We know D.C. Get our free newsletter to stay in the know.
It’s with no small degree of delight that we report City Paper‘s hiring of Jeffrey Anderson as the paper’s new Loose Lips reporter. Beginning Jan. 3, he will cover politics and D.C. government.
A local boy from Annandale, Anderson is a veteran, cage-rattling journalist with strong investigative chops who has distinguished himself in both daily and alt-weekly stints from Los Angeles to Baltimore to the District. For LA Weekly, he covered a series of stories about fraud within L.A.’s Department of Water and Power and a more dangerous brand of corruption in the gang-and-cartel-infested cities of southeast Los Angeles County.
His first taste of newspaper reporting came in the late 1990s at the Los Angeles Daily Journal, a legal publication, where he covered everything from the post-9/11 fallout, to a seminal medical marijuana initiative, to statewide gambling issues and the Catholic clergy sex abuse crisis.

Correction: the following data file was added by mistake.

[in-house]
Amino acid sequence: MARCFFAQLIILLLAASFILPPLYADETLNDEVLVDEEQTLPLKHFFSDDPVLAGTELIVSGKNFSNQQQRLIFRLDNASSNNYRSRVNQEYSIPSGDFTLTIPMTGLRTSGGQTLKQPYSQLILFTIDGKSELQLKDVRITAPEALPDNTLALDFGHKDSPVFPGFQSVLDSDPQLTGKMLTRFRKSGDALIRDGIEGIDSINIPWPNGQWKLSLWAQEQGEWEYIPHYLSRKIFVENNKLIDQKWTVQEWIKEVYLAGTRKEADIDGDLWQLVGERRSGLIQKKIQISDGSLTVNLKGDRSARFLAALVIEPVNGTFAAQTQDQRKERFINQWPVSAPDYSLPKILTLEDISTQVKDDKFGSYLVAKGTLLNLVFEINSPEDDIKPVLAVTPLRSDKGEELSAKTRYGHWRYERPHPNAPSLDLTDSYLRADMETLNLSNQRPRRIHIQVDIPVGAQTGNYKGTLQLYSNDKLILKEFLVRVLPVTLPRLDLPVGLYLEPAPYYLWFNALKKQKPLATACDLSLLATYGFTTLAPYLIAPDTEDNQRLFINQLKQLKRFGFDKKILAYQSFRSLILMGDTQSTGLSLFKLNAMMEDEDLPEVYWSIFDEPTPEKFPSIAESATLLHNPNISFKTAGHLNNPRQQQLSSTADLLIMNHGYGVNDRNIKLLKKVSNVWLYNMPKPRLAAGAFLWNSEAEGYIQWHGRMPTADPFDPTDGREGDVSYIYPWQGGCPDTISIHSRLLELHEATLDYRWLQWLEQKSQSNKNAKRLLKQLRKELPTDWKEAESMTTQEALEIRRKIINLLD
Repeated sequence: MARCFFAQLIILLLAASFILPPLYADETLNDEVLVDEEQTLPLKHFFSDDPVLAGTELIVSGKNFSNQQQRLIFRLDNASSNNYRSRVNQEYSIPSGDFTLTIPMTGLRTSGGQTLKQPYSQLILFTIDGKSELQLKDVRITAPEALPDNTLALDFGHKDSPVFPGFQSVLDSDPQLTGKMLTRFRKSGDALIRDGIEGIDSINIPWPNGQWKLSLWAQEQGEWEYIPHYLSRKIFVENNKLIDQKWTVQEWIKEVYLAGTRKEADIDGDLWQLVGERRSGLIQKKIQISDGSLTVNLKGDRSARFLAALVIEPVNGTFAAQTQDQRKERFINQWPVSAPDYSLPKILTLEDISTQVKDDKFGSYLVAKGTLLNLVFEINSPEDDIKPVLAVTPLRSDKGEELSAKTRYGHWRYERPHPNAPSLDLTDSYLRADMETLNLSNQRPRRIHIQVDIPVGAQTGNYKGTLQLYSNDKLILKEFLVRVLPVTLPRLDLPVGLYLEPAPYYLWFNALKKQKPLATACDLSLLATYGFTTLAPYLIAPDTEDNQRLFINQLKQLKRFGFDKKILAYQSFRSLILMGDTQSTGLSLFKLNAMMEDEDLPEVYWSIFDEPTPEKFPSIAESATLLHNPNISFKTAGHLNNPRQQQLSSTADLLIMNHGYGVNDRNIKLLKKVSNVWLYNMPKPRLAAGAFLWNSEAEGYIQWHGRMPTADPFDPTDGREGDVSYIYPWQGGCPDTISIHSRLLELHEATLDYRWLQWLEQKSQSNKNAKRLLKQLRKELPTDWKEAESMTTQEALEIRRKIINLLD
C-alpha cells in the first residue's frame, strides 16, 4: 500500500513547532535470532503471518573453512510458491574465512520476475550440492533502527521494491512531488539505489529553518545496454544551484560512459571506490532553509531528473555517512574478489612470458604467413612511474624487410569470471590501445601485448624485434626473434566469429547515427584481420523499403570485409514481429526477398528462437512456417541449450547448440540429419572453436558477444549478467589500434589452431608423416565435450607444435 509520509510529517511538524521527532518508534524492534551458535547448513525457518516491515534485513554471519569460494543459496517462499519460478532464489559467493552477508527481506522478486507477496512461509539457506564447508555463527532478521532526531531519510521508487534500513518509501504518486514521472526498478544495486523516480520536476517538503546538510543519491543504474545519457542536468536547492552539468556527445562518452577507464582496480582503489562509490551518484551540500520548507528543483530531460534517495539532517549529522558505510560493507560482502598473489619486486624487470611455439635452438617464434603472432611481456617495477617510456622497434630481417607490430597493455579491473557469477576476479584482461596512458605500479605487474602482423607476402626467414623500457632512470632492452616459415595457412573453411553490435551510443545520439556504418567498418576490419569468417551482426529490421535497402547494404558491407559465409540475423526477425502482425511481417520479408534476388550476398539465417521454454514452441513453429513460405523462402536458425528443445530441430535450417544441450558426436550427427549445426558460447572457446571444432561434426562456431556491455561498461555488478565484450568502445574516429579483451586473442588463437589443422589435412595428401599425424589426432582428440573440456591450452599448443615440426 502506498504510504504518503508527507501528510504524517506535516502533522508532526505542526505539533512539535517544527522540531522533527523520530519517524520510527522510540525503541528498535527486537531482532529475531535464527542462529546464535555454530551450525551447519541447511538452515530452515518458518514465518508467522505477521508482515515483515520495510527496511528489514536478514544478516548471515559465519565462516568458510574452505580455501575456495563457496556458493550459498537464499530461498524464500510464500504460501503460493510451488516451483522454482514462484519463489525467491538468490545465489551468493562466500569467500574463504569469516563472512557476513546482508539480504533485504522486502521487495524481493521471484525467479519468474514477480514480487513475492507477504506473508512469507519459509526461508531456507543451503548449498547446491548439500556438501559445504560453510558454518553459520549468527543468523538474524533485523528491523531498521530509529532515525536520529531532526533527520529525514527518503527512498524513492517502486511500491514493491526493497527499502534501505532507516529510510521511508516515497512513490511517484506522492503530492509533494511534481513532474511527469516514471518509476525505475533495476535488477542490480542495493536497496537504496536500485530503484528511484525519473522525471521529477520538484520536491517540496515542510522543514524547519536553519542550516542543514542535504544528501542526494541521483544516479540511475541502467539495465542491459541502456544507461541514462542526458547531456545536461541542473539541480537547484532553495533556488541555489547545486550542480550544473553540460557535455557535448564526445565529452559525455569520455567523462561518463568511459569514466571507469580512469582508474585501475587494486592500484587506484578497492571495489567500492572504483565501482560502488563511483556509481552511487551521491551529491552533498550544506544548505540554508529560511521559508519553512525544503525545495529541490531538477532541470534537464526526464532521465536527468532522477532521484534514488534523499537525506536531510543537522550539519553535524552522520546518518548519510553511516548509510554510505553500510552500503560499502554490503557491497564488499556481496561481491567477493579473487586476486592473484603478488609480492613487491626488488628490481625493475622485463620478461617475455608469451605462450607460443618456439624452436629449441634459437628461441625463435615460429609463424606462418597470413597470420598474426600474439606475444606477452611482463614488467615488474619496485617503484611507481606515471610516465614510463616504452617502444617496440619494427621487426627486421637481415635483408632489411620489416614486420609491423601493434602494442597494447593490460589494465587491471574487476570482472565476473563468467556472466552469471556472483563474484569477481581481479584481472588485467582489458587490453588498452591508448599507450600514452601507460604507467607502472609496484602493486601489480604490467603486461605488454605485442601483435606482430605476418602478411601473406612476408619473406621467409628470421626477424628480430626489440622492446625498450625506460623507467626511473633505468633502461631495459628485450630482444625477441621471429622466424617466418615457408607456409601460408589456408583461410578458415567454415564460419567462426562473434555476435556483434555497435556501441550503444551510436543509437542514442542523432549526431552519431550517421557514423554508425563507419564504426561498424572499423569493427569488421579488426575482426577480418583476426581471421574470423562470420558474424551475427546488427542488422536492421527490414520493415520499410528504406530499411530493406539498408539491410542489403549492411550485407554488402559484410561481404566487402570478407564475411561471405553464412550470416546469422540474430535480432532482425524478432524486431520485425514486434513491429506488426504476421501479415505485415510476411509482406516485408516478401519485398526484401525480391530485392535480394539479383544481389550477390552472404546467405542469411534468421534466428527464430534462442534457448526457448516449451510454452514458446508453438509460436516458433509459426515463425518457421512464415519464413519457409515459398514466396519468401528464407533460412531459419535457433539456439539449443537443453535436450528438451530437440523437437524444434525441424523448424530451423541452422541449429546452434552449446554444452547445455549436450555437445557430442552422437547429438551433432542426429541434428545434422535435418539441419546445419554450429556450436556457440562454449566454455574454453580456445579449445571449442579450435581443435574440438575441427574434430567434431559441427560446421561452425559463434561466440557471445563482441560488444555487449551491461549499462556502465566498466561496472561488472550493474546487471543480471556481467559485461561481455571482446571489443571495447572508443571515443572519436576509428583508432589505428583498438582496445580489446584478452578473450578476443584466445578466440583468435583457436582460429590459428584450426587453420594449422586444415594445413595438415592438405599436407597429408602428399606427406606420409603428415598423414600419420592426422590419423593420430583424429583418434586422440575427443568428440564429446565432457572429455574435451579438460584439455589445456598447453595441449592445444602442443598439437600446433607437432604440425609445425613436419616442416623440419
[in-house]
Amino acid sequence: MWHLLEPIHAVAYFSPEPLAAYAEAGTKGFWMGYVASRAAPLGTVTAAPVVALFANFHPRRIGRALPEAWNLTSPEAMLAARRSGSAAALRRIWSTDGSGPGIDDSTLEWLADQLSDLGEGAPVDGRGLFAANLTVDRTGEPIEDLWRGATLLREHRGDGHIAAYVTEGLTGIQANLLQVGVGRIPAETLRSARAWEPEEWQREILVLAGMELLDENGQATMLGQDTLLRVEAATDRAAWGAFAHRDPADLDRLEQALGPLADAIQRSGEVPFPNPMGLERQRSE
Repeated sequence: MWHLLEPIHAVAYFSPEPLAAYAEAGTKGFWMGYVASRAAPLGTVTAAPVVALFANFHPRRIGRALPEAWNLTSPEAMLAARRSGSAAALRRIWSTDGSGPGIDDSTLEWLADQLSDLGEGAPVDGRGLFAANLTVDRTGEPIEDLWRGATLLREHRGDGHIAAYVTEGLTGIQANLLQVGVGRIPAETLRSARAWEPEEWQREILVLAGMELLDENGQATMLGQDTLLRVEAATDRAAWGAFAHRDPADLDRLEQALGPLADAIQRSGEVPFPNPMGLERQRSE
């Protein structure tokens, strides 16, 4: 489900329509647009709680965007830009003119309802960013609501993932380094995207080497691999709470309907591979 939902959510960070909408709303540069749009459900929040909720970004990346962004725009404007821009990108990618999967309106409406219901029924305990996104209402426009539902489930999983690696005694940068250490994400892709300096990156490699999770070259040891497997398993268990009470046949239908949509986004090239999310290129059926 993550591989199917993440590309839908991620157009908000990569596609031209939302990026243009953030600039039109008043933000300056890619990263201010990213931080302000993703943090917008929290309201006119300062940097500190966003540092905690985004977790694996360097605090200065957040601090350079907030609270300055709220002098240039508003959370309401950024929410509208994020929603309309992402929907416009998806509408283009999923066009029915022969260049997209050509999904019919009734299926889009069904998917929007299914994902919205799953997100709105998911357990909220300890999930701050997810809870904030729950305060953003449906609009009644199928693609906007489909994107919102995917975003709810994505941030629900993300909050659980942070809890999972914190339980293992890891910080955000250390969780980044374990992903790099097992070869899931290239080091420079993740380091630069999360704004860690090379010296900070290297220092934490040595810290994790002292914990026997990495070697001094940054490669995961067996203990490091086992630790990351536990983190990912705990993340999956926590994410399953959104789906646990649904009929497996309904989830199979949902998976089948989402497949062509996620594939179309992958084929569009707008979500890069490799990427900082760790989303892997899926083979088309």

Closer to home, he has been a frequent City Paper contributor and was a reporter for The Washington Times from 2009 to 2013. He also co-founded a website with ace photographer Andy DelGiudice called District Dig, which has featured long-form and photo-heavy reporting otherwise being overlooked in D.C.
“Every urban experience from my earliest childhood memories took place right here in Washington, D.C.,” says Anderson, a recovered attorney. “Journalism is not just a profession, or a job, or a career. It’s a pursuit, an endeavor, a reason to get out of bed in the morning and find out about what’s going on around you, what people care about, and what they don’t yet know but ought to care about.”
On a personal note, Anderson is one of my favorite people, and I have wanted to hire him since taking over as editor of City Paper in July. He is an aggressive truth seeker whose work ethic knows no bounds and whose energy is inexhaustible. Were he a doctor, his occasionally combative bedside manner would render him impoverished. But in this job his skills will only make the paper richer.